by George Kelly
adapted and directed by Dylan Baker
Becky Ann Baker – Mrs. Paula Ritter
Yusef Bulos – Mr. Spindler
John Doherty – Mr. Stage Manager
Katie Finneran – Miss Florence McCrickett
Philip Goodwin – Mr. Ralph Twiller
Jessica Hecht – Mrs. Clara Sheppard
Edward Herrmann – Mr. Huxley Hossefrosse
Andrea Martin – Mrs. Nelly Fell
Lizbeth Mackay – Jenny
Katherine McGrath – Mrs. J. Duro Pampinelli
John Rubinstein – Mr. Frederick Ritter
James Waterston – Teddy Spearing
Often, whether you’re a theatre-lover, an aspiring playwright, or a social historian, you’ll learn more from second-rate literature than you will from the masters. When we were students, we founded a Paul de Kock Reading Society, and to our amazement, we found that we were not reading soft-core trash, but an interesting and detailed commentary on nineteenth century Parisian society. Paul de Kock’s more literal mind absorbed observations which were ignored by Balzac and Flaubert, and even by a naturalist like Zola later on. I’m not assuming that George Kelly was second-rate. He was known as a perfectionist, and his work shows good taste and serious craft, but he was obviously no O’Neill. In The Torch-Bearers we learn far more about the Little Theatre Movement than Chekhov teaches us about Symbolist drama in The Seagull, for example. Kelly’s mission was to portray the evils of the phenomenon, which he hated, in realistic detail, as if he were an illustrator for Harper’s, while stamping it out with ridicule. In his concrete perceptions he was more like Gerhard Hauptmann than Chekhov, even the Chekhov of the short stories. One might also think of Manchester Realism, of which Harold Brighouse’s Hobson’s Choice is the sole survivor. (These British provincials enjoyed some popularity on Broadway.) Kelly may be a bit too opinionated and literal to be either a great social commentator or a great playwright. He puts his own opinions straight into the mouth of his hero, Frederick Ritter, and there is little ambiguity in his judgement of the theatrical ladies and their men. If we ever soften towards these stupid, incompetent, and selfish people, it is because they entertain us, at least when they are as splendidly played as they were by the impressive cast assembled by the Williamstown Theatre Festival.
George Kelly’s wit is a trifle heavy-handed for my taste, and his characters antics seemed rather strung-out to me. Kelly uses slapstick humor as well, but of a carefully modulated kind, so that it is clearly distinct from what people would have seen in vaudeville. His gags are brief and diligently reflect character. He wrote for the carriage-trade, in a way, although he was nothing like Philip Barry. I didn’t find my self laughing very often, but I enjoyed Kelly’s jokes and liked him as a personality, in spite of his tendencies towards a rather ferocious misogyny. I was also a trifle bored, but it was an ever-so-pleasant boredom, which is entertaining and restorative in itself.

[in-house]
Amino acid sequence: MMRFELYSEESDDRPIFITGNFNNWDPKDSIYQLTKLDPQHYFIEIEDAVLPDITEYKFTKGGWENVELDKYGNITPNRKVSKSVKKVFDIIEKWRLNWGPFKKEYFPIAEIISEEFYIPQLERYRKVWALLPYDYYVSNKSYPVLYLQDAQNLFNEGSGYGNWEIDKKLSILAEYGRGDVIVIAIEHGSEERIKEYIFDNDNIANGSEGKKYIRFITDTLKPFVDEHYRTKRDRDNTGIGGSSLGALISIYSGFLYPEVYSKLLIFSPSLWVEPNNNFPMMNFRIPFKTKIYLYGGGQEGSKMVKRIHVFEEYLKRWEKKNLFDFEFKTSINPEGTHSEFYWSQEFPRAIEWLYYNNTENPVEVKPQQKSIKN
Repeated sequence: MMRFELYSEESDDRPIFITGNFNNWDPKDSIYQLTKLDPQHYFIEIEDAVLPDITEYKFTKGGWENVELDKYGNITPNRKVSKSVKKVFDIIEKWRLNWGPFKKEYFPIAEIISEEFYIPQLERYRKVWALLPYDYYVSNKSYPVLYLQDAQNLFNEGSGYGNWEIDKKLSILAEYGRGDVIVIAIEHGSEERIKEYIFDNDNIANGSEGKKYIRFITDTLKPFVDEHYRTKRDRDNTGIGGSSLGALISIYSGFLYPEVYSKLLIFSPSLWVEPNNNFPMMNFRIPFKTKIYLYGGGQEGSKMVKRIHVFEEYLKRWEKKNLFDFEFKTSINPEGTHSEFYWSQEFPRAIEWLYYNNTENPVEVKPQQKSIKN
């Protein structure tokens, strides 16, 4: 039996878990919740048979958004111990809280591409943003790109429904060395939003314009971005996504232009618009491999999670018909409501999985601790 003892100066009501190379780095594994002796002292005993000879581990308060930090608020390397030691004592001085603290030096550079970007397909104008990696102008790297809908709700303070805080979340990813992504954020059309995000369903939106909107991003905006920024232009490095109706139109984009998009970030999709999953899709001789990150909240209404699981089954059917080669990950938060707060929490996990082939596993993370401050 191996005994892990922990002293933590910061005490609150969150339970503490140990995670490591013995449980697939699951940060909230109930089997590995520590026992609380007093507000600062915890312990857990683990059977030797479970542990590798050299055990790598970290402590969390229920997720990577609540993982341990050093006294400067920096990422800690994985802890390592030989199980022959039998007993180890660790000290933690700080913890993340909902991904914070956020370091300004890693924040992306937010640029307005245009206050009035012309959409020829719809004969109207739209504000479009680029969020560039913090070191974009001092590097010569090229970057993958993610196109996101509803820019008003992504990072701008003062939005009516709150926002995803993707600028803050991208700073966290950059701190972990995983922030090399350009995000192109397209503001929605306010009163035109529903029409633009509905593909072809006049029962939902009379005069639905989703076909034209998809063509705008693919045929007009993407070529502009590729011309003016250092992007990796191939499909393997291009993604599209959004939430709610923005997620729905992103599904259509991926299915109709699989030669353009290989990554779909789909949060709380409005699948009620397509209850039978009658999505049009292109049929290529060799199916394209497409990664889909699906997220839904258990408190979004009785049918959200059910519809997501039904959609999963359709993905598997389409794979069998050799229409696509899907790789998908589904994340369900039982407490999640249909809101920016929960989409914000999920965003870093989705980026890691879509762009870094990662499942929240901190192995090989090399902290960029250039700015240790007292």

The premise is a classic theme of comedy, of which the locus classicus must be Aristophanes’ Clouds or Molière’s Tartuffe. A self-proclaimed “expert” enters the life of a normal, likeable, and by no means exceptionally intelligent peer of ours and, usually for material or egoistic profit, wreaks havoc in his victim’s life. Once the plot has turned the villain is summarily expelled, often with blows. Kelly shows no more sympathy towards Mrs. J. Duro Pampinelli than Aristophanes has for his Socrates. She hears what Mr. Ritter has to say about her, every word, but she is so thoughtless and her skin is so thick that she can walk away from the contretemps without excessive suffering. We are a long way from Tartuffe’s self-realization; The Torch-Bearers shows us rather a sort of École des Femmes.
It has to be admitted that The Torch-Bearers, as interesting as it is, could prove as indigestible as a pot roast, if it were not for the terrific care and talent brought to bear on this wonderful production. I can only lavish praise and thanks on Dylan Baker and the Williamstown Theatre Festival for bringing back this historical curiosity in such an enjoyable form. The play is good enough in itself to make this worthwhile. Mr. Baker adapted the play by merging the second and third acts, with considerable cuts. That notwithstanding, it was still a generous evening of theatre, but no more than what Kelly thought was due his audience for the price of their tickets.